Growing up, I was my Dad's favorite hiking buddy (at least that's what I thought). He always took me with him. Once a month, during the full moon, he would even wake me up at midnight so we could go for a moonlit hike without flashlights, sometimes getting home in time just to have breakfast and head off to start the day's responsibilities of work and school. I liked all of our hikes, but those were definitely my favorite.
It will come as no surprise then that now as a parent I am very committed to nurturing a love of the great outdoors in my children.
Through trial and error in creating these opportunities as a family, there are some things we have learned along the way. Things that by no means make us experts! If anything, these are more like scraps of knowledge that we keep adding to our collection of "how this works for us."
The first and foremost thing we have learned as parents of littles:
Comfort is King.
By "comfort" I mean hunger levels, fatigue levels, mood levels, etc. These are all things we try to be aware of and/or compensate for. The kids usually carry their own water (we find they drink more out of a backpack with a bladder like a Camelbak) and snacks of their choosing which gives them something to look forward to. We let them wear what they feel most comfortable in, within reason (no flip-flops, for example). I have found myself trying to push a sturdier shoe or a hat or socks on to a child who is just not having it, only to regret it in about 5 minutes in as they start complaining and whining and we have to cut the whole thing short. It goes without saying that being well rested is ideal, but believe me, I have overlooked this one in the past, and with devastating results.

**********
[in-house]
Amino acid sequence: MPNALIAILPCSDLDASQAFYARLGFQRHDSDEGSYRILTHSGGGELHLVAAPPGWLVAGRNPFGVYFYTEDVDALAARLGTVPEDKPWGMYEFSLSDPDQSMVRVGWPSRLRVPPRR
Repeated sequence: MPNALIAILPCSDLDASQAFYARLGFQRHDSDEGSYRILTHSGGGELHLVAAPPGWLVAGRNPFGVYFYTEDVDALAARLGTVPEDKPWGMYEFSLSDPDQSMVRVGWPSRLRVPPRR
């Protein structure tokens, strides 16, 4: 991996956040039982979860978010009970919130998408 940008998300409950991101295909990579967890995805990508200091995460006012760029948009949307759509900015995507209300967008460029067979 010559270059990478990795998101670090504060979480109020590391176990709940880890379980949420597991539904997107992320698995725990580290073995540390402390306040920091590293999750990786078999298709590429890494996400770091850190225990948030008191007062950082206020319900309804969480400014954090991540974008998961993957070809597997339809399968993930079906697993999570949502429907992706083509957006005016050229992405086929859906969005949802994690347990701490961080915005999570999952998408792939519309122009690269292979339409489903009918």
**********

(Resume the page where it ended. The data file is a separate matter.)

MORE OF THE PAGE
Which brings me to the next thing we have learned.
Play to your strengths.
But really, I mean weaknesses. As a family, you're only as fast as the slowest member, so plan for that. We still have one that is small enough to be carried but likes to walk, so we always have a carrier he can switch in and out of, which is time-consuming! But that's part of it! Sometimes we get "summit fever," or a drive to see it through to a destination, but the kids need the chill relaxed pace of "stopping to smell the roses," picking up rocks, digging in the dirt, pointing out clouds and yelling at the rest of us to, "SHHHH! I think I hear a rattlesnake."
Allowing for that, even embracing it, has enriched the experience for all of us. For now, our strengths do not lie in racing to the summit, making good time, or feeling the burn. We need hikes that challenge short little legs and even shorter attention spans. The reward isn't always a beautiful vista (although it can be!) but more instilling a love for the outdoors and spending active time together as a family.
And that is exactly the last and most important scrap of knowledge I have.
Just get out there. The more pressure I put on an outing, the less likely I am to follow through. The more complicated the plan, the more excuses to bail. Waiting for the perfect day to do a hike means it's never going to happen. Plans change, weather happens, distractions arise. Just going is key. Even if it ends up being more like a walk in the desert. Sometimes, the easy, spur-of-the-moment outings are the most memorable and the best motivation for getting out again.
I have the Arizona Hikers Guide app on my phone and I love it! We use that every time we get out, whether we are planning a week in advance or dropping everything to go at a moment's notice. My kids like scrolling through and helping with plans, looking at pictures and reading reviews. When they are in on the planning, it feels like they are much more invested in the overall success of the outing. As they get older, the ultimate goal is to just show up for things they have planned all on their own. (A girl can dream, right?)
I've found the more we simplify and change our priorities about hiking, the more fun we all have!
What are your best tips for getting out with your family?
This blog was thoughtfully written by Brooke Ewing. You can find her on Instagram @brookenorma.